UCL News


Spotlight on Dr Kathleen Richardson

26 April 2012

This week the spotlight is on Dr Kathleen Richardson, British Academy Postdoctoral Fellow,

Kathleen Richardson ucl.ac.uk/anthropology/" target="_self">UCL Department of Anthropology.

What is your role and what does it involve?

I was fortunate to receive a postdoctoral three-year Fellowship from the British Academy. During the Fellowship, I collected data on the use of robots for the therapeutic treatment of autism.

I carried out a small study at a school for children with autism spectrum conditions and then went to Los Angeles to see what projects they had in the same area.

The use of robots as therapeutic assistants for children with autism spectrum conditions is still very new so it was one of the few studies assessing the potential impacts. Now, I am writing a book on robots, so spend much of my time in the library.

I am also in the process of preparing more research funding applications as my research fellowship comes to an end at the end of August 2012. That can take up a long time. I would like to continue my social anthropological work in the areas of autism, robots and social networking.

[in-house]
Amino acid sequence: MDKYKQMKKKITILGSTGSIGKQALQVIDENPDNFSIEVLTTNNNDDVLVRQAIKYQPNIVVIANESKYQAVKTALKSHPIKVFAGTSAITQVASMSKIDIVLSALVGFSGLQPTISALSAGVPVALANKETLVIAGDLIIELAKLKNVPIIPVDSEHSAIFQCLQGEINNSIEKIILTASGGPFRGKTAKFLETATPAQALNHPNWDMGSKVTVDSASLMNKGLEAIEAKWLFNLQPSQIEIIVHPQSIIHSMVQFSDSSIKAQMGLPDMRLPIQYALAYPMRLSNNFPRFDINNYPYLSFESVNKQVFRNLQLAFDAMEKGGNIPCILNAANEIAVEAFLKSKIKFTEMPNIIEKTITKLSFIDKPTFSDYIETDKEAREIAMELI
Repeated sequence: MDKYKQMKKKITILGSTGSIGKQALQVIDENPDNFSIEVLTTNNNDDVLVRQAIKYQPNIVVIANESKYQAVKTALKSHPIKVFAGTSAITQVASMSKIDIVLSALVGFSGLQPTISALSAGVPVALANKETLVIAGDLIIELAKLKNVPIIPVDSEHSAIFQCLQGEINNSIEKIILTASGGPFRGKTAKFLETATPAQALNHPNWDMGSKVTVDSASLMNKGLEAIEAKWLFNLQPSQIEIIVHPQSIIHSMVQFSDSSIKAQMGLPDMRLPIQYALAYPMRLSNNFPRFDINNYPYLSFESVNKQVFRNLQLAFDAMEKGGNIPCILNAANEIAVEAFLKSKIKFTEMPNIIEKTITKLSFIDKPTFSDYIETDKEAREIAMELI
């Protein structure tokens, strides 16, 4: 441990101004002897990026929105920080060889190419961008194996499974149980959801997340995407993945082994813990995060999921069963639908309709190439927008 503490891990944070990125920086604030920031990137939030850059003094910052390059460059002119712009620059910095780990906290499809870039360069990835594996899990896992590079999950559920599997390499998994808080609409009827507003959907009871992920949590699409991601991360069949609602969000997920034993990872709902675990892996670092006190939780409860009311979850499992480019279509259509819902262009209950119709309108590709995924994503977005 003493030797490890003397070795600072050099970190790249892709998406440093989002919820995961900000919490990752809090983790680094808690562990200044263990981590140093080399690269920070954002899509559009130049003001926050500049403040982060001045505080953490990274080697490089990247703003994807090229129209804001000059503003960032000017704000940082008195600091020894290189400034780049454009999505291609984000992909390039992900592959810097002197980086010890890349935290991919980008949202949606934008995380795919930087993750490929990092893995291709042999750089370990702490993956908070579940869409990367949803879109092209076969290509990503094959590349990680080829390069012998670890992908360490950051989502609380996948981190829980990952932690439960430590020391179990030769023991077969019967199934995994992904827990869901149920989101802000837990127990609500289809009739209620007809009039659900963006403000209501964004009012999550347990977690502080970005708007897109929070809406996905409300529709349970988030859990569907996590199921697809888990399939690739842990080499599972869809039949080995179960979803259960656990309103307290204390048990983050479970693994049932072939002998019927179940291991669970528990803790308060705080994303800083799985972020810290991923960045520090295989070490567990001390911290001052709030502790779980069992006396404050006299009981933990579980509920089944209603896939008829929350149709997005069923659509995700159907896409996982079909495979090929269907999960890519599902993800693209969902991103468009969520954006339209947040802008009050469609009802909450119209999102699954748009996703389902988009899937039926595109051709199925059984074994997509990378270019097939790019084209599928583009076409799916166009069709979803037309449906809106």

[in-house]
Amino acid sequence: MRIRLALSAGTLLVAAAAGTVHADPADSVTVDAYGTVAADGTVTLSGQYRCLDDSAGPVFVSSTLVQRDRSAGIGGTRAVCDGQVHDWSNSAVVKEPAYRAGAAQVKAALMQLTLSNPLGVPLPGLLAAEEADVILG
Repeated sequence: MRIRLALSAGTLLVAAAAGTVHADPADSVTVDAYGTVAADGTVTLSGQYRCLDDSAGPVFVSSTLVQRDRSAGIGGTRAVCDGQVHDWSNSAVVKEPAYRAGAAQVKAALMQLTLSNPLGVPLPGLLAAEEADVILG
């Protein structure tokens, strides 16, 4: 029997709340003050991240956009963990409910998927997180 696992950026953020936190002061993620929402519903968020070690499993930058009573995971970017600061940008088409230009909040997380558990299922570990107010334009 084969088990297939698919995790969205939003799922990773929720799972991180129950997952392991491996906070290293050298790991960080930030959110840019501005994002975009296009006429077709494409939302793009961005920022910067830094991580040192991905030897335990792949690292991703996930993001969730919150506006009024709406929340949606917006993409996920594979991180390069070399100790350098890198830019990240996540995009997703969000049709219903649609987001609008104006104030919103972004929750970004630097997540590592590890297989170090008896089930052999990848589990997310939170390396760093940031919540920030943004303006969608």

How long have you been at UCL and what was your previous role?

I started in UCL in September 2009 in the Department of Anthropology. Prior to this, I was a research associate at the Department of Social Anthropology, University of Cambridge and a British Telecom Research Fellow carrying out research on social networking.

What working achievement or initiative are you most proud of?

I think my personal achievement that I am most proud of is that I was the first person in my family to go to university. I actually came to UCL as an undergraduate.

I come from an area where not many youngsters feel engaged with the educational system, but, through persistence, I went to study at university.

I go back now and again to talk to young people about robots and social networking in the hope that I can inspire them to think about the huge benefits higher education offers.

What is your life like outside UCL?

At the moment, I spend most of my life in the library. I enjoy Radio 4, cooking, current affairs and novels, but I also love watching TV and movies.

I enjoy following up with friends and strangers on social networks such as Twitter and Facebook.

My favourite thing is going to seminars and then meeting up with friends and colleagues to discuss the meaning of life and, of course, to have fun. Occasionally, I go to gay clubs to do some dancing.